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Monday, March 04, 2013

Breaking Array Extras

Every now and then somebody comes out with this problem:
How do I stop an iteration such forEach() ?
Well, there are at least a couple of ways to do that ...

Dropping The Length

The first tacky way to stop executing a function is to drop the length of the array. Every extra receives the initial ArrayLike object as third parameter so a function like this should be safe enough:
function forEachAndBreak(value, i, arr) {
  if (someCondition(value)) {
    arr.length = 0;

Bear in mind, this will affect the initial array too so if this is not desired, a copy is needed:

Cons: Still Looping

Even if this trick works as expected, there is something we don't see behind the scene: the loop is still going on. If you ever wrote some array polyfill, you might have heard that the for loop should verify that i in arr is true, before invoking the function or handling the value at that index since the Array might be a sparse one, where some index might be missing. The same happens with native arrays, you might try this and be stuck for a while: Array(0xFFFFFF).forEach(alert). It does not matter if that alert will never be called, the engine is looping through the whole length and verifying each index.

Using Some

This is the most common way to prevent the problem.
[1,2,3].some(function (value, i, arr) {
  if (value === 2) {
    return true;
Above will alert only 0 and 1 and the loop will be terminated as soon as true is returned. To quickly test this, let's use again that horrible, gigantic, Array ...
var a = Array(0xFFFFFF);
a[1] = 2;
a.some(function(v){if(v === 2) return true});
You'll notice that this time the return is immediate, there's no reason to wait after the first result.
In few words, Array#some() is way better than forEach() in all those situations where we would like to break the loop at any time: we just return true when we want to, no need to return anything in all other cases.

Array#every() Is NOT The Opposite Same

THe thing you might confuse about every is that you always need to return something while this is not the some() case. As we have seen, we return only when/if we want to break.

Finding The Index Or The Value: The Outer Scope Way

Another common pattern is to use this approach to actually find the index, something Array#indexOf() cannot achieve when the condition is more complicated than just a simple === comparison. Using an external variable can help here:
var index;
if (array.some(function (value, i) {
  if (complicatedCheckAgainst(value)) {
    index = i;
    return true;
})) {
Analogue situation with the value, so that we can directly retrieve what we are looking for if needed. However, this is kinda less common/used pattern since with the index we might splice or do more operations than just getting the value;

Finding The Index: The RegExp Way

This is quite tacky but fast enough and suitable when the extra argument is not used: I am talking about the context.
var index = array.some(function (value, i) {
  if (complicatedCheckAgainst(value)) {
    return this.test(i);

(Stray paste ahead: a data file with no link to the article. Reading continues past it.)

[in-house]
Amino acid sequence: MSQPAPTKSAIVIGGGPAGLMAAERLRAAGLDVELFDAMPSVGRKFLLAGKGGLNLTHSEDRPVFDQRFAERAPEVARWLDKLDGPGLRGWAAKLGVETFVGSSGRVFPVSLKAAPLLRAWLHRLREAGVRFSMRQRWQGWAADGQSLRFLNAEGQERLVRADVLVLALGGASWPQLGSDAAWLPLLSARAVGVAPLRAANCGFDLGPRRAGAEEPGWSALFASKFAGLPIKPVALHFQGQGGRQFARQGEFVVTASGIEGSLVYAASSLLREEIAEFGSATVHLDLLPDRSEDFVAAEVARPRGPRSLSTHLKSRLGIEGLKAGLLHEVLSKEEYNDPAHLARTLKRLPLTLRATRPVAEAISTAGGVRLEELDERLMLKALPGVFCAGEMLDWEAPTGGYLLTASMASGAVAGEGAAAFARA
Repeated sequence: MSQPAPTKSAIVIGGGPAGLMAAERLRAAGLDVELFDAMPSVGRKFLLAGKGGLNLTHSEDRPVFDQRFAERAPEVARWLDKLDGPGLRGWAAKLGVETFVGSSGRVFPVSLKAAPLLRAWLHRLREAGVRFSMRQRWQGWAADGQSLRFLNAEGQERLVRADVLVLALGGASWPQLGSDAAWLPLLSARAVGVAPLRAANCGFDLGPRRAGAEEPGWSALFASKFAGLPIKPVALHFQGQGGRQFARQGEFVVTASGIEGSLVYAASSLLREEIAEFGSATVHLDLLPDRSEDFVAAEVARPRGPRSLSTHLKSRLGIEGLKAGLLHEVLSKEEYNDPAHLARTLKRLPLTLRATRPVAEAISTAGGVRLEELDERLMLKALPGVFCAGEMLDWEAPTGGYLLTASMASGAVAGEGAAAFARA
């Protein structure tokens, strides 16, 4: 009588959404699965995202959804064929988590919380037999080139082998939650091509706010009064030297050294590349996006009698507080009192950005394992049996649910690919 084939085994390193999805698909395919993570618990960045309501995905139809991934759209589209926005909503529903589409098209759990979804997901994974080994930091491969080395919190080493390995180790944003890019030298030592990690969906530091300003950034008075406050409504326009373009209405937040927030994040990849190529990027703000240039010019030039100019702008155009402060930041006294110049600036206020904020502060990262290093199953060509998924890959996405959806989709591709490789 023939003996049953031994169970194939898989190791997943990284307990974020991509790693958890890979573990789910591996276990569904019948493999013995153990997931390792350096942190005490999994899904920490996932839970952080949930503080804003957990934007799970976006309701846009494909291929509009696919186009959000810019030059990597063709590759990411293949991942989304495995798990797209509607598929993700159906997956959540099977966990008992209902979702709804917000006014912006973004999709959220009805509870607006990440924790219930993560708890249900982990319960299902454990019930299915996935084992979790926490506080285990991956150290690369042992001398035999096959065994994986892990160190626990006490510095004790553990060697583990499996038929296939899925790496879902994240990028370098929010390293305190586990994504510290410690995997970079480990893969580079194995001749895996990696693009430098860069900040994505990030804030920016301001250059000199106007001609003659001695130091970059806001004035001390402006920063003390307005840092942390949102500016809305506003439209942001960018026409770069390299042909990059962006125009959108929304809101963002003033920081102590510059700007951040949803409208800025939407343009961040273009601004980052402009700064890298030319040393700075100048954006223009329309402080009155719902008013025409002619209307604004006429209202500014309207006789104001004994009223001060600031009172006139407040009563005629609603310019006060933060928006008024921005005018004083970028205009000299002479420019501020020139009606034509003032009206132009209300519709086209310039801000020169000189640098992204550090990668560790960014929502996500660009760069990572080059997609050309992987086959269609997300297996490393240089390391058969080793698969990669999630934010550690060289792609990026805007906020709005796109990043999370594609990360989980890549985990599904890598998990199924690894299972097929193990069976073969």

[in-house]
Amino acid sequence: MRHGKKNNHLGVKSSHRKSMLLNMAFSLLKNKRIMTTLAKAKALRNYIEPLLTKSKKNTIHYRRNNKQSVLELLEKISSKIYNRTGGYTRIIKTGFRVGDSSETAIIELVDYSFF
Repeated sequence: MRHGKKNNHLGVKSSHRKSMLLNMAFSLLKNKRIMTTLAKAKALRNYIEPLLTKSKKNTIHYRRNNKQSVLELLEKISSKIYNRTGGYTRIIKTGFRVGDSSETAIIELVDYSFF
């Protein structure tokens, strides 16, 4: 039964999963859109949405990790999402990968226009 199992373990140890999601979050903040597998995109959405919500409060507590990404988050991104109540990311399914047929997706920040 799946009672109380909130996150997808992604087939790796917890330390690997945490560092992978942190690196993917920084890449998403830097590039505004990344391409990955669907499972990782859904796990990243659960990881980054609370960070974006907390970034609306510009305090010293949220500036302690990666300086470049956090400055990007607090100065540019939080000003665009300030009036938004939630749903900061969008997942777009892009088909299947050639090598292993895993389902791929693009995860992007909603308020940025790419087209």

}, /\d+/) && +RegExp['$&'];
if (index !== false) {
Above pattern can be handy for inline operations:
[],flagIt,reNum) !== false &&
(body.childNodes[RegExp['$&']].flagged = true);
Whenever it makes sense or not, we can reuse that function and that reNum in different situations and inline, without needing to create an outer variable. Latter point is indeed the main advantage, reusability without knowing the outer scope. This could be achieved creating something similar via a closure, but that would be probably boring...


It looks like TC39 will talk about a method ilke this too, so here what I believe would be a draft candidate:
AP.findIndex || (
  AP.findIndex = function(fn, self) {
    var $i = -1;, function(v, i, a) {
      if (, v, i, a)) {
        $i = i;
        return true;
    }, self);
    return $i;


Aadaam said...

As much as I like the forEach syntax and prefer this ML-style syntax over a classical for cycle, I guess it's worth to note that the latest jsperf benchmarks I've seen, on all the engines (including, and especially V8) a for-cycle outperformed forEach by factor of 2 at least.

Which brings us the use of some vs forEach to a rather theoretical level unfortunately. :(

Andrea Giammarchi said...

absolutely, I should had mentioned about performance impact Adam, you are right and thanks for reminding me and reader this!

Marcus Pope said...

Just another reason why I think the array iteration decorators were a terrible inclusion into the JS core namespace. VerbotenJS has had an Object.proto.ea(func, callback) iterator since es3 that makes each of the new iterators in es5 pointless. And it allows for breaking at any point in the iteration process.

It's not the fastest iteration implementation out there, particularly over native, but then again even considering the 2x perf loss with for-vs-foreach, that stat means nothing unless you profile how much time your application is spending in for loops. If my application spends only 0.4% of its cpu time processing for loops, then I'm not worried about a 2x or even a 10x loss. And remember, it's what's inside the for loop that really matters, not the the time it takes to get to the next index.

I value a unified and flexible interface, that works cross browser / cross server. And .some / .every / .map / .forEach / .reduce / .reduce provide none of that. Only with time can they solve the compatibility constraint.